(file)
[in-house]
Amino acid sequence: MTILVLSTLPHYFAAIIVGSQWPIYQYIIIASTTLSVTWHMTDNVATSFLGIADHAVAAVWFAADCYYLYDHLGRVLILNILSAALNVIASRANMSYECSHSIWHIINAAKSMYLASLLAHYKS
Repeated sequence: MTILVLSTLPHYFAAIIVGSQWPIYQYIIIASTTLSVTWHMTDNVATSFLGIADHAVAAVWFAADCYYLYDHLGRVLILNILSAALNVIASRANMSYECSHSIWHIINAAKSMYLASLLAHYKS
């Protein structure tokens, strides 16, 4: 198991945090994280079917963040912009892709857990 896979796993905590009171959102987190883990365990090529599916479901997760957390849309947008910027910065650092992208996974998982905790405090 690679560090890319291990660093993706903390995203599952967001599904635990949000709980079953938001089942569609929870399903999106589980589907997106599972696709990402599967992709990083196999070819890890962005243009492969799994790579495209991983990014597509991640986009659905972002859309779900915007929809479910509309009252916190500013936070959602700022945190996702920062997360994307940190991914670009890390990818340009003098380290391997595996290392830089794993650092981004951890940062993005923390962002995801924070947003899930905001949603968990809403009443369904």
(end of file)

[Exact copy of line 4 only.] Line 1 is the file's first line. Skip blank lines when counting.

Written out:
């Protein structure tokens, strides 16, 4: 198991945090994280079917963040912009892709857990 896979796993905590009171959102987190883990365990090529599916479901997760957390849309947008910027910065650092992208996974998982905790405090 690679560090890319291990660093993706903390995203599952967001599904635990949000709980079953938001089942569609929870399903999106589980589907997106599972696709990402599967992709990083196999070819890890962005243009492969799994790579495209991983990014597509991640986009659905972002859309779900915007929809479910509309009252916190500013936070959602700022945190996702920062997360994307940190991914670009890390990818340009003098380290391997595996290392830089794993650092981004951890940062993005923390962002995801924070947003899930905001949603968990809403009443369904």